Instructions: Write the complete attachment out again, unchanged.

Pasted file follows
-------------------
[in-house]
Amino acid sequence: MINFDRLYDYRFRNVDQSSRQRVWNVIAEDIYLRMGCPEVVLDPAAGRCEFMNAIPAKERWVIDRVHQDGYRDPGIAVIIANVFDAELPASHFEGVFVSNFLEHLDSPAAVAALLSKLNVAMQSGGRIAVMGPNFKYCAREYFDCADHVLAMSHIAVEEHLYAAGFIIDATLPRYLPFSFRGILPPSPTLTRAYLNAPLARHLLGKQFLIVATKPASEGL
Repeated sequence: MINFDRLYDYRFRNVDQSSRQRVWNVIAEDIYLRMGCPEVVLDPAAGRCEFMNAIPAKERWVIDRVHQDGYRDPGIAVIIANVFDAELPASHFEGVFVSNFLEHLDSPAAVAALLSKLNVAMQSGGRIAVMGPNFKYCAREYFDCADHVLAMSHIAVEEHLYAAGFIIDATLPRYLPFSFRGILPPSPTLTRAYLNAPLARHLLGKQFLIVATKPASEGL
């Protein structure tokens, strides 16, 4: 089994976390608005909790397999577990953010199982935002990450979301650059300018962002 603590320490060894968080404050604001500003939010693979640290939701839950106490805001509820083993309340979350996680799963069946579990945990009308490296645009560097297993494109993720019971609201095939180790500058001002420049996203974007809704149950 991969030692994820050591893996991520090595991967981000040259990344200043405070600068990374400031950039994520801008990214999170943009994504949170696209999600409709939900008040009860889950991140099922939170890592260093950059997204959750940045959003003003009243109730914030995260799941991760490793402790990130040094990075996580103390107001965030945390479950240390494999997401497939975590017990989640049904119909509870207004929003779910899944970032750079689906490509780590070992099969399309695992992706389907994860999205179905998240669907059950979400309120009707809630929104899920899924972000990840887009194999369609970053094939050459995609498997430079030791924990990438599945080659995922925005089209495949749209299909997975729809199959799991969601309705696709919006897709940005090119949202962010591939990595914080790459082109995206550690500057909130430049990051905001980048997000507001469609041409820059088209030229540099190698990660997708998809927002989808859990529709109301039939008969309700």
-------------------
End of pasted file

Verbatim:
[in-house]
Amino acid sequence: MINFDRLYDYRFRNVDQSSRQRVWNVIAEDIYLRMGCPEVVLDPAAGRCEFMNAIPAKERWVIDRVHQDGYRDPGIAVIIANVFDAELPASHFEGVFVSNFLEHLDSPAAVAALLSKLNVAMQSGGRIAVMGPNFKYCAREYFDCADHVLAMSHIAVEEHLYAAGFIIDATLPRYLPFSFRGILPPSPTLTRAYLNAPLARHLLGKQFLIVATKPASEGL
Repeated sequence: MINFDRLYDYRFRNVDQSSRQRVWNVIAEDIYLRMGCPEVVLDPAAGRCEFMNAIPAKERWVIDRVHQDGYRDPGIAVIIANVFDAELPASHFEGVFVSNFLEHLDSPAAVAALLSKLNVAMQSGGRIAVMGPNFKYCAREYFDCADHVLAMSHIAVEEHLYAAGFIIDATLPRYLPFSFRGILPPSPTLTRAYLNAPLARHLLGKQFLIVATKPASEGL
């Protein structure tokens, strides 16, 4: 089994976390608005909790397999577990953010199982935002990450979301650059300018962002 603590320490060894968080404050604001500003939010693979640290939701839950106490805001509820083993309340979350996680799963069946579990945990009308490296645009560097297993494109993720019971609201095939180790500058001002420049996203974007809704149950 991969030692994820050591893996991520090595991967981000040259990344200043405070600068990374400031950039994520801008990214999170943009994504949170696209999600409709939900008040009860889950991140099922939170890592260093950059997204959750940045959003003003009243109730914030995260799941991760490793402790990130040094990075996580103390107001965030945390479950240390494999997401497939975590017990989640049904119909509870207004929003779910899944970032750079689906490509780590070992099969399309695992992706389907994860999205179905998240669907059950979400309120009707809630929104899920899924972000990840887009194999369609970053094939050459995609498997430079030791924990990438599945080659995922925005089209495949749209299909997975729809199959799991969601309705696709919006897709940005090119949202962010591939990595914080790459082109995206550690500057909130430049990051905001980048997000507001469609041409820059088209030229540099190698990660997708998809927002989808859990529709109301039939008969309700």